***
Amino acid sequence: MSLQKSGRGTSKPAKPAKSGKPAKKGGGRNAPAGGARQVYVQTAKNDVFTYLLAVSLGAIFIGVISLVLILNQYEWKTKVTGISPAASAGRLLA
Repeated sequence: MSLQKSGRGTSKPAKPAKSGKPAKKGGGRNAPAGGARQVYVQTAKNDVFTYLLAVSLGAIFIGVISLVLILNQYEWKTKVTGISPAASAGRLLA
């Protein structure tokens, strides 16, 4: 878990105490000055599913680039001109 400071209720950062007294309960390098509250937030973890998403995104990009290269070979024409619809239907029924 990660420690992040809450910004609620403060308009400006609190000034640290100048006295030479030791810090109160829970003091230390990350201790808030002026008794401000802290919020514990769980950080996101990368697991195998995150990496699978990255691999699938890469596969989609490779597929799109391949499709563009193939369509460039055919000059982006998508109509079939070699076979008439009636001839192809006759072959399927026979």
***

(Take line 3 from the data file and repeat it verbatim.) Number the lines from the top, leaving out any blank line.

């Protein structure tokens, strides 16, 4: 878990105490000055599913680039001109 400071209720950062007294309960390098509250937030973890998403995104990009290269070979024409619809239907029924 990660420690992040809450910004609620403060308009400006609190000034640290100048006295030479030791810090109160829970003091230390990350201790808030002026008794401000802290919020514990769980950080996101990368697991195998995150990496699978990255691999699938890469596969989609490779597929799109391949499709563009193939369509460039055919000059982006998508109509079939070699076979008439009636001839192809006759072959399927026979």